Federal Agents Seize Stolen Antiquities at Christie’s

An informant has assisted investigators in tracking the items.

A sandstone stele of Rishabhanata from the 10th century, believed looted, seized in a raid of Christie’s as part of an international investigation into former dealer Subhash Kapoor. Photo courtesy of the Department of Homeland Security.

The case of disgraced dealer Subhash Kapoor continues to unfold, as federal agents seized two religious Indian artifacts—believed to have been smuggled—at Christie’s on Friday, March 11.

The US Immigration and Customs Enforcement (ICE) service has announced in a press release that special agents working in conjunction with the Manhattan District Attorney’s Office raided Christie’s in New York City, ahead of a special Christie’s auction scheduled for March 15, during Asia Art Week.

A Christie’s spokesperson said the auction house had no knowledge of the claims against the works, as that evidence was “not publicly available,” adding that the company was cooperating with the investigation, the New York Times reports.

According to the NYT, crucial information may have been indeed unavailable to Christie’s as the affidavit reveals that federal agents were aided in tracking the looted items by an informant who had previously pleaded guilty to possessing stolen property.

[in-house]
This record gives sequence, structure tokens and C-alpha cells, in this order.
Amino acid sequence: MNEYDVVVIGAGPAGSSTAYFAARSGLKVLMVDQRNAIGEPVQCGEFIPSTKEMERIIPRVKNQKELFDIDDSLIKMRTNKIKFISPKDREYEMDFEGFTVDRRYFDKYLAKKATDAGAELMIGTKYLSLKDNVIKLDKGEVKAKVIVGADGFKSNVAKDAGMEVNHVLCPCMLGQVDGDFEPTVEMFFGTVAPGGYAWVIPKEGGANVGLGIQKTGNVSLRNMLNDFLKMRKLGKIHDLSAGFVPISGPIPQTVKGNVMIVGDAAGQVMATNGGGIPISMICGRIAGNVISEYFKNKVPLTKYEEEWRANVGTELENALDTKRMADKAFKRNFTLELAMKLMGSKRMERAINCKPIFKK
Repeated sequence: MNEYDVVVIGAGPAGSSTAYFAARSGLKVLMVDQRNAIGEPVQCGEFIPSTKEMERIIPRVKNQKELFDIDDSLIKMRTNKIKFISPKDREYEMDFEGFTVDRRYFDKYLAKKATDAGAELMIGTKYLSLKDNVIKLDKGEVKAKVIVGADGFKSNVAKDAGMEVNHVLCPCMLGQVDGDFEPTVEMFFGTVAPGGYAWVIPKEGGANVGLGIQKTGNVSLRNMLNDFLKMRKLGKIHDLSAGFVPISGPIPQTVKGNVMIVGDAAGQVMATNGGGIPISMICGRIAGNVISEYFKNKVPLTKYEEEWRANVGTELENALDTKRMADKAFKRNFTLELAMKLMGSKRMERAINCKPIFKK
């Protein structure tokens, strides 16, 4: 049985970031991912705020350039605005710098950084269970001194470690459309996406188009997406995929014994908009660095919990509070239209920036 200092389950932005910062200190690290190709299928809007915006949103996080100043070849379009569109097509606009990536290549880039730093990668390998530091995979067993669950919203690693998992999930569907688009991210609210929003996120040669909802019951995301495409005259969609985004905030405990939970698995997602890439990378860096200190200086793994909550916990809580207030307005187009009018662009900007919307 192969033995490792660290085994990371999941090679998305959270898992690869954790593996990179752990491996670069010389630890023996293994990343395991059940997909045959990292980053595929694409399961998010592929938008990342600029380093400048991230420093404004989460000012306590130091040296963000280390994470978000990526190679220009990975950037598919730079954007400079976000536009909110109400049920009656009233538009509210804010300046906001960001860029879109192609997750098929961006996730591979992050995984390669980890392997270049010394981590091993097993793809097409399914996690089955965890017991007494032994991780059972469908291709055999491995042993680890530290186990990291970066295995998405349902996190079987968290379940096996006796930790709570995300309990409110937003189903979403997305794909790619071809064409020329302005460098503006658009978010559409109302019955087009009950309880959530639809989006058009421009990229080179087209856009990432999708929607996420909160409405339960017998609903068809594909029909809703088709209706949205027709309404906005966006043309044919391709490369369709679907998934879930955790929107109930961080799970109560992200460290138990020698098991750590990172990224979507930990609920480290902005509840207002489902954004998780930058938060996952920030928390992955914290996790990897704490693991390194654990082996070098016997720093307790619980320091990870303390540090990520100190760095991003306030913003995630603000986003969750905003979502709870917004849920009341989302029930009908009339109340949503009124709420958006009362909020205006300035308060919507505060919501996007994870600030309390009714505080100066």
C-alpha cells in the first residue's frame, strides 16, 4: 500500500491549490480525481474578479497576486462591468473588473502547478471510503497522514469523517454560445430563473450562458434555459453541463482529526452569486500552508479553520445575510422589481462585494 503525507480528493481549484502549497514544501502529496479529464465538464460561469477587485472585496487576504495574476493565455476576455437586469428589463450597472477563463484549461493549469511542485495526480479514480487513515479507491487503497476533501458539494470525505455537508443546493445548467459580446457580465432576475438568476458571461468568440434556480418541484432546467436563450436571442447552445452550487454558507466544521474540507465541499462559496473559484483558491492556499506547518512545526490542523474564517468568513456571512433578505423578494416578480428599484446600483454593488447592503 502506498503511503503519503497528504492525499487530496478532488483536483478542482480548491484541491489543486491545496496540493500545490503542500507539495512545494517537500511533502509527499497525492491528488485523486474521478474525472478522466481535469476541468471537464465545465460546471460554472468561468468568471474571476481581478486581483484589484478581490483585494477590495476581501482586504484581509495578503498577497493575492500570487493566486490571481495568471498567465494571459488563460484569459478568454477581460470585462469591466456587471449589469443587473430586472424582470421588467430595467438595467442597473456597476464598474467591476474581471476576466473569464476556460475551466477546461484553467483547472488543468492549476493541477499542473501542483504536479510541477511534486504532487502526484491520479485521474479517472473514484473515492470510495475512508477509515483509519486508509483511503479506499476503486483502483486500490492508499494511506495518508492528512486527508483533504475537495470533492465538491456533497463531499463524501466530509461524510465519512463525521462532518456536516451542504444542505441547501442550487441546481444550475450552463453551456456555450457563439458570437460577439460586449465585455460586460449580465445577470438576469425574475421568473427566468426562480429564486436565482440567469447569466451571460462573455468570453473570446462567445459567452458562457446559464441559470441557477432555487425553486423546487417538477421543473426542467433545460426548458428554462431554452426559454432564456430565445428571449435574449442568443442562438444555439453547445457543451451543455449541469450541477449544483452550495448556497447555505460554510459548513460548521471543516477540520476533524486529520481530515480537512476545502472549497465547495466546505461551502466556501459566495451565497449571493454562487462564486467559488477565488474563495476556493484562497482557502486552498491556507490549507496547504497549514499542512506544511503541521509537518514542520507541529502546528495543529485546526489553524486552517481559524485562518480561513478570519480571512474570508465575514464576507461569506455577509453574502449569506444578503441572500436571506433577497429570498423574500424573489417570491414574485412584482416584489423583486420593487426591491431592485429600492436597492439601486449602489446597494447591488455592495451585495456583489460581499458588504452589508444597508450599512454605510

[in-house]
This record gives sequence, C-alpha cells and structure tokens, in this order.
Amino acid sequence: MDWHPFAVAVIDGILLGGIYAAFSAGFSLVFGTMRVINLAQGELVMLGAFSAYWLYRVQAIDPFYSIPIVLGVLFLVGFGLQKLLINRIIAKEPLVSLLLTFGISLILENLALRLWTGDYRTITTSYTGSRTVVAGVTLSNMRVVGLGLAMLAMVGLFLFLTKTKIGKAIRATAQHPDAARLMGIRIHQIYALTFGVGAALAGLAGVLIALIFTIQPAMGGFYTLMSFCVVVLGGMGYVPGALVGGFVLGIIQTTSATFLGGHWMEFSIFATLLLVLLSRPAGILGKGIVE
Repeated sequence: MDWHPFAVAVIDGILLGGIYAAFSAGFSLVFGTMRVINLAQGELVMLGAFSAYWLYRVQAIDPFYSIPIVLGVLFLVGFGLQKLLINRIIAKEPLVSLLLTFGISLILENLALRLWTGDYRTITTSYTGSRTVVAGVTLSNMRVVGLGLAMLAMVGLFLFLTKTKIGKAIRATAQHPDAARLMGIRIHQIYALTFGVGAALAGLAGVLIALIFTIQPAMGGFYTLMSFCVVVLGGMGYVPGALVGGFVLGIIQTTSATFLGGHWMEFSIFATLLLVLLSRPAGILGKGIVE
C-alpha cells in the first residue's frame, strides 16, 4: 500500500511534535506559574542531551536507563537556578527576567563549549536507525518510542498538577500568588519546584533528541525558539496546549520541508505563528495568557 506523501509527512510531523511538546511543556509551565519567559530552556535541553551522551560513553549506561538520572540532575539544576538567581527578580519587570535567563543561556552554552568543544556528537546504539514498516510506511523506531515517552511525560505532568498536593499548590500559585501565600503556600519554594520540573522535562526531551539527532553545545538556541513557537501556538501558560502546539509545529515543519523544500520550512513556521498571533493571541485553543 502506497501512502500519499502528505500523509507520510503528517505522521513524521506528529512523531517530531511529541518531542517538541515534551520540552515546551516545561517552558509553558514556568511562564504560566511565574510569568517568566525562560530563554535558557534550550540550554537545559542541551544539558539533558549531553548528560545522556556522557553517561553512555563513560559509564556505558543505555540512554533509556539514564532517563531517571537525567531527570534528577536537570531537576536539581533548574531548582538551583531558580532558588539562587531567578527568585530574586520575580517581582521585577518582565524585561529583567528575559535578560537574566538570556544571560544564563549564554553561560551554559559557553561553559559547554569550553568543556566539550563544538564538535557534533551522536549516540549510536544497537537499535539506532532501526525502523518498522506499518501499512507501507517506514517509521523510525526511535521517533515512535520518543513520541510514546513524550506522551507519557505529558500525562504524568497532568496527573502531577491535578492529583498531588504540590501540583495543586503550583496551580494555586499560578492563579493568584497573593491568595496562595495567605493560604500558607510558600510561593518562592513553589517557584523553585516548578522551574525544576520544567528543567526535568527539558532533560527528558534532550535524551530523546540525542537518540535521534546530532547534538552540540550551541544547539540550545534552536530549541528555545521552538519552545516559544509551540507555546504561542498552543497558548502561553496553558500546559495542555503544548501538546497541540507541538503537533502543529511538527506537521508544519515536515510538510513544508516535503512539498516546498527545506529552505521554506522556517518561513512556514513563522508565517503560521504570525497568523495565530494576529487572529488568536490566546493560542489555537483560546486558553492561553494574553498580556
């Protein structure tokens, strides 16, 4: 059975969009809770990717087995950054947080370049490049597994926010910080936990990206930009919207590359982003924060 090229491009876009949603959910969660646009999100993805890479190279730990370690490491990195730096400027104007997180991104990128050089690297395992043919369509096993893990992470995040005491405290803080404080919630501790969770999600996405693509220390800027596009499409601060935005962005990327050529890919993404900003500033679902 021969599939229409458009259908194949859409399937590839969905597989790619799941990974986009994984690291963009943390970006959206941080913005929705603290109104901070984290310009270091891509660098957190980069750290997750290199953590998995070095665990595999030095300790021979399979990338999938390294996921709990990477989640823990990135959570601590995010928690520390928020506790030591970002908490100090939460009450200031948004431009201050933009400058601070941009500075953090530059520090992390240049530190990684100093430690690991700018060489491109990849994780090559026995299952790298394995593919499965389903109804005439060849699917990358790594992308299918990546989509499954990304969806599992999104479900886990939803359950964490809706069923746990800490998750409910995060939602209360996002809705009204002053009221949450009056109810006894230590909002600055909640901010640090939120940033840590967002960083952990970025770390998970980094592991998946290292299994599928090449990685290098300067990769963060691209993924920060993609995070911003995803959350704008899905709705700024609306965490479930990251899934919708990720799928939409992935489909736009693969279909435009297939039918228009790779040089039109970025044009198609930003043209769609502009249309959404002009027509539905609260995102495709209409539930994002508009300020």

Valued together at about $450,000, the sandstone artifacts, believed to be from the 8th and 10th centuries A.D., were recovered as the result of an international investigation led by Homeland Security Investigations (HSI) and the Manhattan District Attorney’s Office, with assistance from the government of India and Interpol, into disgraced New York dealer, Subhash Kapoor.

An 8th-century sandstone panel depicting an equestrian deity, seized by the authorities from Christie’s auction scheduled for Asia Week New York.Phozo: Department of Homeland Security

An 8th century sandstone panel depicting an equestrian deity, seized by the authorities from Christie’s auction scheduled for Asia Week New York.
Photo: Department of Homeland Security.

Kapoor, who operated the New York gallery Art of the Past for decades, was extradited to India in 2011 to stand trial on charges of organizing a $100 million smuggling ring. He is currently in custody awaiting trial for looting rare antiquities from several countries.

The reach of Kapoor’s international ring can be traced all around the world. In the last year, several museums, including the Peabody Essex Museum, the Toledo Museum, the Honolulu Museum, and the National Gallery of Australia, as well as one major New York collector, have partnered with HSI to return illicit cultural property stemming from Kapoor.

“This seizure at the beginning of an international event as well recognized as Asia Week New York sends two important messages,” Angel M. Melendez, special agent in charge of HSI New York, said in the release. “First and foremost, it demonstrates that we are committed to protecting cultural heritage around the world and second, it demonstrates that we are monitoring the market to protect prospective buyers as well,”

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